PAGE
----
One of those occasions where keeping quiet might have been more judicious …

Censorship BBCThe Official Chart number two is ‘Ding Dong The Witch Is Dead’ but the BBC played but only seven seconds of the music because, according to Radio One controller Ben Cooper, the BBC “has a duty to inform and educate the young audience”. Once again the BBC shows itself to be patronising and oversteps its duty by not playing a record at the top of the Chart 40. The Director-General of the BBC, Tony Hall is now fully involved in the decision-making process, with the acting director of radio, Graham Ellis, and Ben Cooper, the Radio 1 controller. Imagine that the BBC cut to ribbons material that they considered offensive and then added a patronising explanation.  Just think what we might end up with. We would have got this from Chuck Berry: When I was a little bitty boy, My Grandmother bought me a cute little toy, Silver bells hanging on a string, She said it was my (music ends)  –  BBC Announcer: “As this record has been manipulated into the charts by people who have a disrespectful objective, we feel we shouldn’t play any more of the music. Sorry.”

John Whittingdale, a Tory MP and chairman of the Commons culture, media and sport select committee, said on the news: “This is an attempt to manipulate the charts by people trying to make a political point. Most people will find that offensive and deeply insensitive.” I am sure people find many songs offensive and, indeed, the BBC play many of those songs, but it is not up to the BBC to censor or redact songs that they play, unless of course the language is profane or indecent. The fact that the charts have been used for protest songs since the early 1960’s seem to have escaped the half-witted Whittingdale, who appears entirely unsuitable to serve on a culture and media committee on our behalf in Westminster. Has he never listened to Bob Dylan’s 1963 song ‘The Times They Are A Changing’?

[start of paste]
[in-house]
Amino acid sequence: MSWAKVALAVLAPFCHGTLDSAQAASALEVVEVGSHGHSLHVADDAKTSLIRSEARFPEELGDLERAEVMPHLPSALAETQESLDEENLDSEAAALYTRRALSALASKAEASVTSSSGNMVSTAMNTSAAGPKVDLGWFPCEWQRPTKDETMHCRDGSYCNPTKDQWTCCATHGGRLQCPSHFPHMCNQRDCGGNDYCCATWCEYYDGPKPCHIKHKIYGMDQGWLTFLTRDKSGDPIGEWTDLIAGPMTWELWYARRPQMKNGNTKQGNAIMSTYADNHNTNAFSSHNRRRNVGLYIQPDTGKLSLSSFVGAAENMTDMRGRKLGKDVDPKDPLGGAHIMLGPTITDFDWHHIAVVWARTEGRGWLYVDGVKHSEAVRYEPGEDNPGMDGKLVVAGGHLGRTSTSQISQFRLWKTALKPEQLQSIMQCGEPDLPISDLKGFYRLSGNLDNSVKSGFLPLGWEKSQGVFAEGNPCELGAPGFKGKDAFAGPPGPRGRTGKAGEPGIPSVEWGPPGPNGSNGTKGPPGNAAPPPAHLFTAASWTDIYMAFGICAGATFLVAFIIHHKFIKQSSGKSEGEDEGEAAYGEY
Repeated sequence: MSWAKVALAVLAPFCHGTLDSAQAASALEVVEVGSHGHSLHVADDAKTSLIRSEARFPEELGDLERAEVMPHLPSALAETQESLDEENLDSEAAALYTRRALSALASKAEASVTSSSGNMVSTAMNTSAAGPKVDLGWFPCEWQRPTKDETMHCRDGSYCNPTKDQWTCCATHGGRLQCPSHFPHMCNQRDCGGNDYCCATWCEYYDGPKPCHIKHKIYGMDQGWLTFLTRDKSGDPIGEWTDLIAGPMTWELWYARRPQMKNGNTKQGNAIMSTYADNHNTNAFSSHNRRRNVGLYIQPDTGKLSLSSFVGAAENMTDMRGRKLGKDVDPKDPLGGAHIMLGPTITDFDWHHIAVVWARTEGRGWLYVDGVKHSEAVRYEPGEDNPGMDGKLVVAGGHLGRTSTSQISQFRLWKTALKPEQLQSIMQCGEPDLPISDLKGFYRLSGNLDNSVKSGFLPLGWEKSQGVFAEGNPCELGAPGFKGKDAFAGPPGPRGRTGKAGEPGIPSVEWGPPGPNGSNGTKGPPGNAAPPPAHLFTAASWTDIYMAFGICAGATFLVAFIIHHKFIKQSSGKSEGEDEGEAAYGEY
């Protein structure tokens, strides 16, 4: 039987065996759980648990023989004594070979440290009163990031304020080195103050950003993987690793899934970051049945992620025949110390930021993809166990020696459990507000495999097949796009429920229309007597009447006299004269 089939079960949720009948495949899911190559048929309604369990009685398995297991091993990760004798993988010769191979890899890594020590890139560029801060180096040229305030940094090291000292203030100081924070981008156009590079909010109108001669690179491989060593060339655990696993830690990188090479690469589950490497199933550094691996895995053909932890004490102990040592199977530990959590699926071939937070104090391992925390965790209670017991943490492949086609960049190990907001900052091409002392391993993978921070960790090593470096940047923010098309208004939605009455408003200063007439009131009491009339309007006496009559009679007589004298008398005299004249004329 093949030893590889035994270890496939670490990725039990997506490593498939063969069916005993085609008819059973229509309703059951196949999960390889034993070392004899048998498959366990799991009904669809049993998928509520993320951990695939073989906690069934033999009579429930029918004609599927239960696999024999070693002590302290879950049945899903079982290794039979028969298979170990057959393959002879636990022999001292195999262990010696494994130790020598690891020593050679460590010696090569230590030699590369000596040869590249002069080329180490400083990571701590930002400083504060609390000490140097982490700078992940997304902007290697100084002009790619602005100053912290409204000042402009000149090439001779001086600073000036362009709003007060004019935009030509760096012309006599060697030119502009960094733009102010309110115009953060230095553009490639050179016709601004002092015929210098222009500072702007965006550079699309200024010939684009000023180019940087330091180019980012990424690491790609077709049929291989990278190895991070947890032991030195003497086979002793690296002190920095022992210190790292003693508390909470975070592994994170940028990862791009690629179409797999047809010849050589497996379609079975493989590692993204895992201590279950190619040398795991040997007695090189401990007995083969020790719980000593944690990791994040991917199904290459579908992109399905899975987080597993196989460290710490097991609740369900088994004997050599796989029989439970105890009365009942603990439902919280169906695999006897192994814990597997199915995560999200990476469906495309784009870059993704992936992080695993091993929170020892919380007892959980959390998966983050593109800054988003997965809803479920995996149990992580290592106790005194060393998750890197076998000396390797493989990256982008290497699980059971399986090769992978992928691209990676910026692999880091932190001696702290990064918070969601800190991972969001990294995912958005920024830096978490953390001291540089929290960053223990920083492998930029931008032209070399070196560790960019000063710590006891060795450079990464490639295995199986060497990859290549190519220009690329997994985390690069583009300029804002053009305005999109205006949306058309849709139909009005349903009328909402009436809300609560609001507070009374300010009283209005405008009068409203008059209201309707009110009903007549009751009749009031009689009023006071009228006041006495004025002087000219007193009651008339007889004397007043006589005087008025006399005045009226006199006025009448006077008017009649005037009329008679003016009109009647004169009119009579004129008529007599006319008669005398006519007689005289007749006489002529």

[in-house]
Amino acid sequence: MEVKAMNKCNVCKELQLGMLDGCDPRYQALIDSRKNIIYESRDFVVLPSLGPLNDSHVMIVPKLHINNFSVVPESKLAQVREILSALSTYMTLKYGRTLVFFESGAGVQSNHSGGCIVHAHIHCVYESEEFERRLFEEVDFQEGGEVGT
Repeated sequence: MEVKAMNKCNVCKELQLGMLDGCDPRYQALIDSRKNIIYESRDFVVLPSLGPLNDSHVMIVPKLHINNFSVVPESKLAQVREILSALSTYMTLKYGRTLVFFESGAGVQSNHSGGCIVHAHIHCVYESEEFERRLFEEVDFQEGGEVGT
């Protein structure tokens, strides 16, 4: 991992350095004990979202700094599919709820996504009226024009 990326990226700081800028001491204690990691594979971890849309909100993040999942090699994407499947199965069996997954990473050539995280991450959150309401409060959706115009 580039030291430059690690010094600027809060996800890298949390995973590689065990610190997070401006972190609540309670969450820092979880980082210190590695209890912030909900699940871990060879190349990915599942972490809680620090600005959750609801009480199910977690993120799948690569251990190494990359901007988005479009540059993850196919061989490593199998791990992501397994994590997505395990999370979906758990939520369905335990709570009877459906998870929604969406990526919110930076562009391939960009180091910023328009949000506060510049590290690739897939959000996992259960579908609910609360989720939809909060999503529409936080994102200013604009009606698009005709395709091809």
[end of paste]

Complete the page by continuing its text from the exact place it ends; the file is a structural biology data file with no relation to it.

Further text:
Redacting this song to a 5 second extract has actually backfired on those who sought to censor it. What is guaranteed is that this song will be remembered as the song that made it to number two in the charts the week that Thatcher died and that it was cut to ribbons by the BBC because of pressure by Thatcher-adulating Conservatives.  It might have been better to keep quiet as the resulting publicity and censorship has served only to publicise the matter more than its detractors would have wished. Well done Mr. Whittingdale.

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